Being a foster parent is broken up into 2 parts:
1)The Easy part
2)The Hard part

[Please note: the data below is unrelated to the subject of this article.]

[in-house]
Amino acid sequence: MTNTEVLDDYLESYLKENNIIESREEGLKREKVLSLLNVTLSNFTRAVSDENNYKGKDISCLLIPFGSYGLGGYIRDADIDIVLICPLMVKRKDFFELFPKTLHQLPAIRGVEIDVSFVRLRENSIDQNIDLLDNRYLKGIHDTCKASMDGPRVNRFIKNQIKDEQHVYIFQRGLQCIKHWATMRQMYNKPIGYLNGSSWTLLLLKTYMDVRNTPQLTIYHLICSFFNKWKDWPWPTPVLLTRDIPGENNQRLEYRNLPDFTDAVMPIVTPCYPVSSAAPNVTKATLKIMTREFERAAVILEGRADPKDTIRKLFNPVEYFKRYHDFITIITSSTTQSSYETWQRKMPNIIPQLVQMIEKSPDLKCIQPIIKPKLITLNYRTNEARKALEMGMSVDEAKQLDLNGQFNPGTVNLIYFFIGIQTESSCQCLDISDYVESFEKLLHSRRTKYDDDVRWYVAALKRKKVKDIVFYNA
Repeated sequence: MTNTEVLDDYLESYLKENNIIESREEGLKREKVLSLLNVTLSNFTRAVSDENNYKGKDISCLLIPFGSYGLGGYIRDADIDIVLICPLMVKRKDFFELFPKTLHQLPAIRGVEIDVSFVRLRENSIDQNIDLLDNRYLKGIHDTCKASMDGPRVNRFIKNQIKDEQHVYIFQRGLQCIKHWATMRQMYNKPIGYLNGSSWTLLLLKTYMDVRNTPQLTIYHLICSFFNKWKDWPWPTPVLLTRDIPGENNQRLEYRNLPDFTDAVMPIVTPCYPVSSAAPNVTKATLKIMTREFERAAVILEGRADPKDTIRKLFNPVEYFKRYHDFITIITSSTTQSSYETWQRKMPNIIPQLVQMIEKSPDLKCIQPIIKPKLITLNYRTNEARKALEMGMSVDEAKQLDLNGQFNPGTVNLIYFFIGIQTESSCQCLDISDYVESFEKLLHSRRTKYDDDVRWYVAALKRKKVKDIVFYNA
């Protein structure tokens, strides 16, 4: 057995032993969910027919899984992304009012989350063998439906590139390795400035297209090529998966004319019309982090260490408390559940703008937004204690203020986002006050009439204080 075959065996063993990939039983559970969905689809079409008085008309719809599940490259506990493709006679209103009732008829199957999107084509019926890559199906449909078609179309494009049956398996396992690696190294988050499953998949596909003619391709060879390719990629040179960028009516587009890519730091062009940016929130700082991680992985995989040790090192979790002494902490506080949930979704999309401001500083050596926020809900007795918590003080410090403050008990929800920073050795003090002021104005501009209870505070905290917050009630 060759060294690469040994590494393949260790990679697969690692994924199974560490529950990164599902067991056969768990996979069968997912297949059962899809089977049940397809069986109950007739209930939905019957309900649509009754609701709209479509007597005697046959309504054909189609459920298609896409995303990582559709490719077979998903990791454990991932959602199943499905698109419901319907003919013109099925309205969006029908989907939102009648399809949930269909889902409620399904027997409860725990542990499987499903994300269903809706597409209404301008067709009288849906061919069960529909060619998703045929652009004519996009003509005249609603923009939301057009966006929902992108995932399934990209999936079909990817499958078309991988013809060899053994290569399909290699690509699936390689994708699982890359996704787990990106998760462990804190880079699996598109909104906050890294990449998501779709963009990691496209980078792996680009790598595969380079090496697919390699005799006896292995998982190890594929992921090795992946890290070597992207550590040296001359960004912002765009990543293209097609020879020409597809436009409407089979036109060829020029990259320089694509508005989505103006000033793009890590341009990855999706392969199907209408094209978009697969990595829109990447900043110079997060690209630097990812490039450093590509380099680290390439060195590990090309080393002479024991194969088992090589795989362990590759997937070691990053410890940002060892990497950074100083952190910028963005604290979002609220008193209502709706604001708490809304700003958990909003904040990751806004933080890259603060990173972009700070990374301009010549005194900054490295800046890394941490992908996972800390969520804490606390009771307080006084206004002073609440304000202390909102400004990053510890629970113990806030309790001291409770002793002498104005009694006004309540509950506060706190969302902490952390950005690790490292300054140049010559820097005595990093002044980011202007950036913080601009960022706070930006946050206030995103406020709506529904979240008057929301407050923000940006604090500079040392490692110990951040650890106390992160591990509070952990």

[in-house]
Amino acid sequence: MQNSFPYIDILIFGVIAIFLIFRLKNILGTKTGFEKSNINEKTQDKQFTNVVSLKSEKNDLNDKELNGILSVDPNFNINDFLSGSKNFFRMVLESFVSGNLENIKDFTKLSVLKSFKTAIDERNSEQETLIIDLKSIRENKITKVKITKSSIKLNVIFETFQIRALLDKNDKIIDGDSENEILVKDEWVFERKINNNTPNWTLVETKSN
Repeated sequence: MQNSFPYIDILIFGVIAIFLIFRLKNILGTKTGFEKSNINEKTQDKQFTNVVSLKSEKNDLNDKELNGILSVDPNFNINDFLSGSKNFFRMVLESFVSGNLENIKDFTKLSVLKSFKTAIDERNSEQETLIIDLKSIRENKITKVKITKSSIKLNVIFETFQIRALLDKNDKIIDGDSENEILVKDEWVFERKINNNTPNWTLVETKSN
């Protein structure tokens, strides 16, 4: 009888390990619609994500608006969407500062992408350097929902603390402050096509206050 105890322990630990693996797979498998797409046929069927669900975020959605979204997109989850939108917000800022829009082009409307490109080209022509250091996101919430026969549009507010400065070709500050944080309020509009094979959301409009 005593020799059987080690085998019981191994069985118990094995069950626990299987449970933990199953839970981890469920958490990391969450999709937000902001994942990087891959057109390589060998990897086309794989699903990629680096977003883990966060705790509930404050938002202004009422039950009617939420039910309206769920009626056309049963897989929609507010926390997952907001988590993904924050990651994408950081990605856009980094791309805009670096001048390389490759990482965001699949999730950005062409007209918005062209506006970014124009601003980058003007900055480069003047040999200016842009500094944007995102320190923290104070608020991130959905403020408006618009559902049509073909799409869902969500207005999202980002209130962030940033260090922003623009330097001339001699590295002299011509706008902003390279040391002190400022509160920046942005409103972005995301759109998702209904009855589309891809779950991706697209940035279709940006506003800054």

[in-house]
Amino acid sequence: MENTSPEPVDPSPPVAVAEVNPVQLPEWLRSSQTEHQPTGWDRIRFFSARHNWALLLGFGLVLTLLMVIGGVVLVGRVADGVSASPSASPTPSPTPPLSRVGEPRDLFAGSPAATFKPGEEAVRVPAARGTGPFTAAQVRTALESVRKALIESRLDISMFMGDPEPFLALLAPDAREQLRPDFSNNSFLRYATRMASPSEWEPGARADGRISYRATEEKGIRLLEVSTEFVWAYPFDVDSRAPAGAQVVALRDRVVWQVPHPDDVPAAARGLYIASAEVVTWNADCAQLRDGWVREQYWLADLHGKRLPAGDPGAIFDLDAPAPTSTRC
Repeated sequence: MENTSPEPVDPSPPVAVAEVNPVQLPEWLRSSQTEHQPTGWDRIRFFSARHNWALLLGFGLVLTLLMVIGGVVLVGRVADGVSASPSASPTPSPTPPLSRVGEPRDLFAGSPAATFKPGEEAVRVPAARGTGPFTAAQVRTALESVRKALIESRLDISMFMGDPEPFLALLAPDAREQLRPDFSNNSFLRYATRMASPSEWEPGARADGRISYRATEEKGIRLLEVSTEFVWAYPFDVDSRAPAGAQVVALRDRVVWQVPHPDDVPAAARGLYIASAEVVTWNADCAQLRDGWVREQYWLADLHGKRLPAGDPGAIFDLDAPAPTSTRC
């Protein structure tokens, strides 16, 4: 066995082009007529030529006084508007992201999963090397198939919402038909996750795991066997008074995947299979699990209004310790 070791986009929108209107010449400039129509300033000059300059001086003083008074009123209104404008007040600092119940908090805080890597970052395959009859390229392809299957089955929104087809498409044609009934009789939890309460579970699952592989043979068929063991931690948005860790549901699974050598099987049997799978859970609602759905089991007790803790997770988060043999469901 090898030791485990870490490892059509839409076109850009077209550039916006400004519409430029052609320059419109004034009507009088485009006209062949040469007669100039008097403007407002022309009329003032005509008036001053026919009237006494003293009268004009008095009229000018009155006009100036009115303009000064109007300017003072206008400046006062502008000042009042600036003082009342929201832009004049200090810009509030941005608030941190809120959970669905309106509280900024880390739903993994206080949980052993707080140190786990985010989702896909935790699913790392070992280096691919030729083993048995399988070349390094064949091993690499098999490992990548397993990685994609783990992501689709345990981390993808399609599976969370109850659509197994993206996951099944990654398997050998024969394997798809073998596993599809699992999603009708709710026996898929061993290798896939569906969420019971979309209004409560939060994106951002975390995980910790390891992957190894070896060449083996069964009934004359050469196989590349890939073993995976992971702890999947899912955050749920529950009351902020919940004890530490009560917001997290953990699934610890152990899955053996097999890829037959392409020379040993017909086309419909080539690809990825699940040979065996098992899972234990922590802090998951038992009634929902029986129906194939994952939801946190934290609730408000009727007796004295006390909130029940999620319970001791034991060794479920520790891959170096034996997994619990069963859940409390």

The Easy Part – Callie and I have worked in childcare for a ridiculously lengthy amount of time. She’s been the Director for a childcare center for about 13 years, and I have worked as a preschool teacher on and off for over 10 years. Loving the kids, caring for them, teaching them right from wrong, nurturing them, helping build a positive self image and self worth, those things come effortlessly. We figured fostering would be similar. We were made to have children, to care for these tiny humans. Choosing to foster (foster to adopt actually) was something we both knew was in the cards for our family and something we both felt strongly about. In the past 6 months we have had 2 placements. Our first was a set of 3.6 year old twin girls. We loved them. From day one, we loved them. Our hearts took them in so quickly. We held them at night when they cried for us. We potty trained them and made them feel secure enough to get rid of their pacifiers. We sang songs in the car on the way to daycare. They called us mom. They loved us too. Now we have Mary. She’s our spunky, rambunctious, sassy, quick learning, very expressive 6 and a half year old. She came to us and didn’t know how to read, had horrible manners, and lots of trust and control issues. And again, We loved her, From day one. 4 months later, she’s reading everything her eyes come in contact with (even the super long hard words on the ingredients on the cereal box), she’s drawing pictures of rainbows and butterflies instead of dying flowers and crying and rainy clouds. We rub her back when she’s tired, we put band-aids on boo-boo’s and kiss them better, we give her foot massages while she eats ice cream and the 3 of us cuddle on the couch for Friday Movie Nights. We read bedtime stories with different voices for every character. We teach her to fish and to say please and thank you. To wash her hands after potty and to say her prayers for all things good. Hugs and kisses, hand holding, Loving them, that’s always the easy part.